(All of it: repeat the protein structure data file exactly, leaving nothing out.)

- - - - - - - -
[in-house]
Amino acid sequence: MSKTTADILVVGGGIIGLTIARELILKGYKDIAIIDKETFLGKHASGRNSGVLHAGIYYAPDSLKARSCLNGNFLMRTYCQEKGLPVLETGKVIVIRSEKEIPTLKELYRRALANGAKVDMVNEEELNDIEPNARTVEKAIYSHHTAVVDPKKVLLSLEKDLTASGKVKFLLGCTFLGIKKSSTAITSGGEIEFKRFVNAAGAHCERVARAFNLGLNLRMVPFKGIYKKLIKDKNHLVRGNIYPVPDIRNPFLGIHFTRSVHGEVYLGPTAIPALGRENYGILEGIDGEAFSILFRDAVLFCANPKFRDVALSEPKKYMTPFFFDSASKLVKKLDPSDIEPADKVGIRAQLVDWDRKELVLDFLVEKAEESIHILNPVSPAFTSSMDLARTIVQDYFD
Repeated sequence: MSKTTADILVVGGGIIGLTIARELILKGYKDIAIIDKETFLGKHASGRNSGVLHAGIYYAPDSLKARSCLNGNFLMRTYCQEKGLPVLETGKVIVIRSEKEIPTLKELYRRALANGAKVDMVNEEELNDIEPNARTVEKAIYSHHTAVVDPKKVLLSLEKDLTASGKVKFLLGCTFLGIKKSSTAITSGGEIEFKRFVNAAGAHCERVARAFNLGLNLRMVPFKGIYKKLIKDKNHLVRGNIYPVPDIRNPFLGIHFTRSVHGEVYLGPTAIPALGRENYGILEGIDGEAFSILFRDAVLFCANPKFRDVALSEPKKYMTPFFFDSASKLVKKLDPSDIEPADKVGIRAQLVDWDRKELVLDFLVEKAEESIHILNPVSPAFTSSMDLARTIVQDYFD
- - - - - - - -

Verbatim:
[in-house]
Amino acid sequence: MSKTTADILVVGGGIIGLTIARELILKGYKDIAIIDKETFLGKHASGRNSGVLHAGIYYAPDSLKARSCLNGNFLMRTYCQEKGLPVLETGKVIVIRSEKEIPTLKELYRRALANGAKVDMVNEEELNDIEPNARTVEKAIYSHHTAVVDPKKVLLSLEKDLTASGKVKFLLGCTFLGIKKSSTAITSGGEIEFKRFVNAAGAHCERVARAFNLGLNLRMVPFKGIYKKLIKDKNHLVRGNIYPVPDIRNPFLGIHFTRSVHGEVYLGPTAIPALGRENYGILEGIDGEAFSILFRDAVLFCANPKFRDVALSEPKKYMTPFFFDSASKLVKKLDPSDIEPADKVGIRAQLVDWDRKELVLDFLVEKAEESIHILNPVSPAFTSSMDLARTIVQDYFD
Repeated sequence: MSKTTADILVVGGGIIGLTIARELILKGYKDIAIIDKETFLGKHASGRNSGVLHAGIYYAPDSLKARSCLNGNFLMRTYCQEKGLPVLETGKVIVIRSEKEIPTLKELYRRALANGAKVDMVNEEELNDIEPNARTVEKAIYSHHTAVVDPKKVLLSLEKDLTASGKVKFLLGCTFLGIKKSSTAITSGGEIEFKRFVNAAGAHCERVARAFNLGLNLRMVPFKGIYKKLIKDKNHLVRGNIYPVPDIRNPFLGIHFTRSVHGEVYLGPTAIPALGRENYGILEGIDGEAFSILFRDAVLFCANPKFRDVALSEPKKYMTPFFFDSASKLVKKLDPSDIEPADKVGIRAQLVDWDRKELVLDFLVEKAEESIHILNPVSPAFTSSMDLARTIVQDYFD